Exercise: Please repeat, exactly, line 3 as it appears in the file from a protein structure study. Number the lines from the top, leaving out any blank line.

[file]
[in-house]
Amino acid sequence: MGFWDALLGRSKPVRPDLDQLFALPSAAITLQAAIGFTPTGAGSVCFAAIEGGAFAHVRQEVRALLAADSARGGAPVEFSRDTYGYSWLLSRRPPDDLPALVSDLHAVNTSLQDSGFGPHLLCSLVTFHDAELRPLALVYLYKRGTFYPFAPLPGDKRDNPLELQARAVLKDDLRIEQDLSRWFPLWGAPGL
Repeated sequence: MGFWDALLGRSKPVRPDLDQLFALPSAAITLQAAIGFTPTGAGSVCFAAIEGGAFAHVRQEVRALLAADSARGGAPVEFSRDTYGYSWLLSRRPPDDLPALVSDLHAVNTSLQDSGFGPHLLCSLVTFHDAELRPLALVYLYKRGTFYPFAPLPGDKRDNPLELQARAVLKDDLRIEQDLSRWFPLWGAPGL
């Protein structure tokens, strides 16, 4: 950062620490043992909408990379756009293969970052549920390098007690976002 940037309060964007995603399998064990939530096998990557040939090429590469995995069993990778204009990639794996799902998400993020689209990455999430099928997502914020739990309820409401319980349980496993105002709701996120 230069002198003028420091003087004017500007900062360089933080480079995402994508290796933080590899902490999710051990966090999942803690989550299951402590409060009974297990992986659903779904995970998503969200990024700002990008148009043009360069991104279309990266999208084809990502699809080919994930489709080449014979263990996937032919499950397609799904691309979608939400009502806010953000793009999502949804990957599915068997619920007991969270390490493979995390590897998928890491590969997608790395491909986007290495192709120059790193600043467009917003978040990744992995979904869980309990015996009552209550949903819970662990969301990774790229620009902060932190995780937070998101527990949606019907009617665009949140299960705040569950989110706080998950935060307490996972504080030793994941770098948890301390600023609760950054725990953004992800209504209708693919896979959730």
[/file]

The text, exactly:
Repeated sequence: MGFWDALLGRSKPVRPDLDQLFALPSAAITLQAAIGFTPTGAGSVCFAAIEGGAFAHVRQEVRALLAADSARGGAPVEFSRDTYGYSWLLSRRPPDDLPALVSDLHAVNTSLQDSGFGPHLLCSLVTFHDAELRPLALVYLYKRGTFYPFAPLPGDKRDNPLELQARAVLKDDLRIEQDLSRWFPLWGAPGL